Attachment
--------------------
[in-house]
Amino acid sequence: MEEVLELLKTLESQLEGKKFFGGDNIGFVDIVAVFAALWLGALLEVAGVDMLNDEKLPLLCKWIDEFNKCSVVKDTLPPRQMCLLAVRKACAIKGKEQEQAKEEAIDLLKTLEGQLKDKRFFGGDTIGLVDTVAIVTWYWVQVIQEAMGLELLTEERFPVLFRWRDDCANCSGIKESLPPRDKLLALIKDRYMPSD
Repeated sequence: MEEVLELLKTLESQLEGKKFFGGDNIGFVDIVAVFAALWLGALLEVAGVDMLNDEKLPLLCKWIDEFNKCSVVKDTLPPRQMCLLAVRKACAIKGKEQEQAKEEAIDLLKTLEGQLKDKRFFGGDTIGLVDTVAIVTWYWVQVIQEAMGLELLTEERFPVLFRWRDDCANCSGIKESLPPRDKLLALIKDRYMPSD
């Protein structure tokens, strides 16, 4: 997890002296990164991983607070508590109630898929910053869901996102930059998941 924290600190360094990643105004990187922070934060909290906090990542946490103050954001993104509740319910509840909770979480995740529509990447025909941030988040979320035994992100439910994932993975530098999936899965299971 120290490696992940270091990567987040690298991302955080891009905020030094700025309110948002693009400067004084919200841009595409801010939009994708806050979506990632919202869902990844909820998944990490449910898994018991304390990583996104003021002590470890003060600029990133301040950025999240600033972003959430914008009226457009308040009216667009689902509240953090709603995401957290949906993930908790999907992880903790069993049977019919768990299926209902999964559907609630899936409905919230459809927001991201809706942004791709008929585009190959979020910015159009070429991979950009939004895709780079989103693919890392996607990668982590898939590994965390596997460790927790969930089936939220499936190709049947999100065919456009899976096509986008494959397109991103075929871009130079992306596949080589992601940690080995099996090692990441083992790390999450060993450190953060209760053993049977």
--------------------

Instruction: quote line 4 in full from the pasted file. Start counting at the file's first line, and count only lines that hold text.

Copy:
């Protein structure tokens, strides 16, 4: 997890002296990164991983607070508590109630898929910053869901996102930059998941 924290600190360094990643105004990187922070934060909290906090990542946490103050954001993104509740319910509840909770979480995740529509990447025909941030988040979320035994992100439910994932993975530098999936899965299971 120290490696992940270091990567987040690298991302955080891009905020030094700025309110948002693009400067004084919200841009595409801010939009994708806050979506990632919202869902990844909820998944990490449910898994018991304390990583996104003021002590470890003060600029990133301040950025999240600033972003959430914008009226457009308040009216667009689902509240953090709603995401957290949906993930908790999907992880903790069993049977019919768990299926209902999964559907609630899936409905919230459809927001991201809706942004791709008929585009190959979020910015159009070429991979950009939004895709780079989103693919890392996607990668982590898939590994965390596997460790927790969930089936939220499936190709049947999100065919456009899976096509986008494959397109991103075929871009130079992306596949080589992601940690080995099996090692990441083992790390999450060993450190953060209760053993049977």